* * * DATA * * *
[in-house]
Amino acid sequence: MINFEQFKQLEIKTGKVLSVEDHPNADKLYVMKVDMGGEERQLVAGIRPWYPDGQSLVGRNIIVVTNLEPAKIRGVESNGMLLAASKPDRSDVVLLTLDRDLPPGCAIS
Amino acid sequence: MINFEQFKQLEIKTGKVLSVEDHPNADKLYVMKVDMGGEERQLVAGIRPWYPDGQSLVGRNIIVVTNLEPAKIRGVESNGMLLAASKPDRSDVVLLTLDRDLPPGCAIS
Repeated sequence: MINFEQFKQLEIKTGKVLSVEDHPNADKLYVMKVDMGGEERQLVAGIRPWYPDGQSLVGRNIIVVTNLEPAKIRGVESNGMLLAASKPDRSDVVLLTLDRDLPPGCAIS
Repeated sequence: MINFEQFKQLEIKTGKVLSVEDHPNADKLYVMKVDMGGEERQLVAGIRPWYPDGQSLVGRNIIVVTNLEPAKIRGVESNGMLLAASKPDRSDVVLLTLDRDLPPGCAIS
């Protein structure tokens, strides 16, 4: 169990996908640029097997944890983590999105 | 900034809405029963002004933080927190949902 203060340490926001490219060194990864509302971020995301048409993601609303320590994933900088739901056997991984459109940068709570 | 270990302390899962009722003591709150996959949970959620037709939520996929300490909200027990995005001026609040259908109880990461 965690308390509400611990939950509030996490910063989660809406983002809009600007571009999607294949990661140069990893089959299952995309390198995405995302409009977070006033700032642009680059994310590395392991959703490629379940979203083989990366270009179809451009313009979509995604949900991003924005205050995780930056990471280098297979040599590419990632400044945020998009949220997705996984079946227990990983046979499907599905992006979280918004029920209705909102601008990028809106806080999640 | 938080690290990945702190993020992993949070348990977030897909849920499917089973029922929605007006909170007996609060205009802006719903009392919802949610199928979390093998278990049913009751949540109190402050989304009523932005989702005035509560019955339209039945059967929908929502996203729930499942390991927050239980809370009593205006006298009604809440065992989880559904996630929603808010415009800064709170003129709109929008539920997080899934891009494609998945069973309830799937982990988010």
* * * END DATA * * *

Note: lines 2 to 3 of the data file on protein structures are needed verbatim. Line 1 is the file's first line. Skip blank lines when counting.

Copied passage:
Amino acid sequence: MINFEQFKQLEIKTGKVLSVEDHPNADKLYVMKVDMGGEERQLVAGIRPWYPDGQSLVGRNIIVVTNLEPAKIRGVESNGMLLAASKPDRSDVVLLTLDRDLPPGCAIS
Amino acid sequence: MINFEQFKQLEIKTGKVLSVEDHPNADKLYVMKVDMGGEERQLVAGIRPWYPDGQSLVGRNIIVVTNLEPAKIRGVESNGMLLAASKPDRSDVVLLTLDRDLPPGCAIS